Polypay Sheep

What is the history of Polypay Sheep?

The Polypay breed was developed in 1969 at the U.S. Sheep Experimental Station in Dubois, Idaho, and independently by a private breeder named George Nicholas in California.

Four breeds each contributed 25% of the genetic makeup. They were Dorset, Targhee, Rambouillet, and Finnsheep. The final cross was made from mating Finnsheep - Rambouillet and Dorset - Targhee.

What are the characteristics of Polypay Sheep?

Polypay sheep are white, the head is free of horns and has an open, white face.

Ears of medium length are evenly covered with white hair or very short wool.

Eyes are clear and bright. Polypays are hornless.

The medium neck is smooth from head to shoulder, with no excessive wrinkles.

The body is characterized by a strong, level back along with a thick fleshing chest and trim brisket. Forelegs are set squarely under the body.

The rump is moderately level on top to the dock.

Legs are medium in proportion to size, with medium bone, straight feet, and strong pasterns.

The long, narrow tail is covered with wool.

The body is completely covered by a dense fleece of average staple length, with uniform fiber quality. Wool covers the greatest parts of the belly and legs.

Lambs mature early, and many can breed between 5 and 7 months of age. Breeding season Polypay ewes have an extended breeding season and can be bred successfully every 8 months. In the United States, Polypays were subjected to twice-a-year lambing.

In Canada, Polypays subjected to five lambings in three years averaged 1.5 litters per year. The Gestation length of Polypay ewes averages 146 days. Lambs born per mature Polypay ewe exposed was reported at 1.8 lambs for once-a-year lambing and 2.1 for twice-a-year lambing in the United States (46.5 and 57.1kg weaned lambs at 120 days, respectively).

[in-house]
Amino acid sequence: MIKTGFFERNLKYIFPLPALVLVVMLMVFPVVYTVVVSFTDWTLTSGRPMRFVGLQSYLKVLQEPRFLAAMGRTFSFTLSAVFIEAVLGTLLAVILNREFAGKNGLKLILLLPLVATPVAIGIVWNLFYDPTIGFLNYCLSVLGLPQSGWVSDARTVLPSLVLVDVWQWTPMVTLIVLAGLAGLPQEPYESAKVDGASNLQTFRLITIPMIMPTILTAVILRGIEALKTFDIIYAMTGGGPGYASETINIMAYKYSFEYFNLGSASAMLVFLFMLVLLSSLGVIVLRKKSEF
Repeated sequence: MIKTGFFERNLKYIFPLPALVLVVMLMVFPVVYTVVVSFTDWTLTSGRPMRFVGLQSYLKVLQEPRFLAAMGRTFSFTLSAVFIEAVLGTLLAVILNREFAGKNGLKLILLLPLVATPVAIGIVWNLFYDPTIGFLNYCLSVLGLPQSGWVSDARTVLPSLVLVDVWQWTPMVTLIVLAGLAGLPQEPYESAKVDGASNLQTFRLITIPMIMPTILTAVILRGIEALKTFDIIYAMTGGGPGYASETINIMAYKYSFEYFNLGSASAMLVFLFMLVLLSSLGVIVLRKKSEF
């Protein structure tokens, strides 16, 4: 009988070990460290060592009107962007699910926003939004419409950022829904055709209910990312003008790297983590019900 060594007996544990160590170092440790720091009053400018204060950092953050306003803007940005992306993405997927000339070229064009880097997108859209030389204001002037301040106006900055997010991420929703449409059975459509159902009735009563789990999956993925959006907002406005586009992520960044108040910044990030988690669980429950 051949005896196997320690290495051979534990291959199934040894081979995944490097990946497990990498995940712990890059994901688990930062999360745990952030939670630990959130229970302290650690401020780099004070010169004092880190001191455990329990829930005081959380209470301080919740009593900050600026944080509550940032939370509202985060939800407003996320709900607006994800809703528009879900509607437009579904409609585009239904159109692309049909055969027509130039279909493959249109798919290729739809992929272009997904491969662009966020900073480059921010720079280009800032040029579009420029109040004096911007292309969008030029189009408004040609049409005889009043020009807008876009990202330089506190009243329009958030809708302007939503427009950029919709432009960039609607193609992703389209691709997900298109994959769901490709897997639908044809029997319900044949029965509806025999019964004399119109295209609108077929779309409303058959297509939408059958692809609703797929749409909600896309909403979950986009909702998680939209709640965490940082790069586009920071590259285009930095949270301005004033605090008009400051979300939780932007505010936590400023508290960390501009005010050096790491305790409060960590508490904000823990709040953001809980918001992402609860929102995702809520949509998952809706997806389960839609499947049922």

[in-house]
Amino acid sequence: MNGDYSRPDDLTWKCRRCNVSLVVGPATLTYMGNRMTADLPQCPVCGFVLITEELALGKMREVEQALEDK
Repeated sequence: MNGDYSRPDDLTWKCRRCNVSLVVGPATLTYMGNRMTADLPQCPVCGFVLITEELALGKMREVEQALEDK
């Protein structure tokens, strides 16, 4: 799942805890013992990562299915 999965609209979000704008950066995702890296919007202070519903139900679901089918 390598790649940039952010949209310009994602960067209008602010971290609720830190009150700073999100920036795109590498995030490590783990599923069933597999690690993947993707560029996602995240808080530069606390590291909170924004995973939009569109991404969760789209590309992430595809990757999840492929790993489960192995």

In Canada, the average was 1.76 lambs born for ewes under an accelerated lambing system. Yearly lamb production under three lambings in two years and five lambings in three years was 2.77 and 2.11 lambs, respectively.

Lamb mortality in a Canadian study was 7.3% at birth and a further 8% between birth and weaning. In an American study, mortality was 22% between birth and weaning. The weight of Polypay lambs averaged 4 kg at birth.

No evaluation of milk production has yet been made. However, judging from the preweaning growth rate of lambs in a Canadian study (330 g/day), milk production must be rather high. Ewes given proper care and nutrition can raise triplets.

Wool production Polypay yearling males and females produce 5.2 and 3.8 kg of wool, respectively, whereas 2-year-old and older ewes produce about 4.2 kg. The fibers range between half and quarter blood in fineness, which is equivalent to 58 spinning count.

Flocking tendency is good in Polypay sheep. They appear to herd well on desert and mountain ranges. Mature Polypay ewes are exceptionally good mothers and take adequate care of their lambs. Perinatal losses are low in Polypays.

Polypay sheep are generally of even temperament and are exceptionally easy to manage.

What is the weight of mature Polypay Sheep?

Mature Polypay rams is in the range of 100–130 kg and a mature Polypay ewes 65 – 80 kg.

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